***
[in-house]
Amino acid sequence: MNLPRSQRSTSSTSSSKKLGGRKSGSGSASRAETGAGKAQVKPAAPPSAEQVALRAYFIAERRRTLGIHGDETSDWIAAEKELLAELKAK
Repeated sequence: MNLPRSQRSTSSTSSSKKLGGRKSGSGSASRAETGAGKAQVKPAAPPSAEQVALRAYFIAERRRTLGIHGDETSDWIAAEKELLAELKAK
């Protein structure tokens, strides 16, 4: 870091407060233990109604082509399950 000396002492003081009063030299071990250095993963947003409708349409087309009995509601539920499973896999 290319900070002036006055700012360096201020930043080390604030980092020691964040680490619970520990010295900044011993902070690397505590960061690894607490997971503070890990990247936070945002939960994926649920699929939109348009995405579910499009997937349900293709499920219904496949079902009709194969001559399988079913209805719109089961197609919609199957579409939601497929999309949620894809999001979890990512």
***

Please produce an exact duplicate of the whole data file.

[in-house]
Amino acid sequence: MNLPRSQRSTSSTSSSKKLGGRKSGSGSASRAETGAGKAQVKPAAPPSAEQVALRAYFIAERRRTLGIHGDETSDWIAAEKELLAELKAK
Repeated sequence: MNLPRSQRSTSSTSSSKKLGGRKSGSGSASRAETGAGKAQVKPAAPPSAEQVALRAYFIAERRRTLGIHGDETSDWIAAEKELLAELKAK
């Protein structure tokens, strides 16, 4: 870091407060233990109604082509399950 000396002492003081009063030299071990250095993963947003409708349409087309009995509601539920499973896999 290319900070002036006055700012360096201020930043080390604030980092020691964040680490619970520990010295900044011993902070690397505590960061690894607490997971503070890990990247936070945002939960994926649920699929939109348009995405579910499009997937349900293709499920219904496949079902009709194969001559399988079913209805719109089961197609919609199957579409939601497929999309949620894809999001979890990512």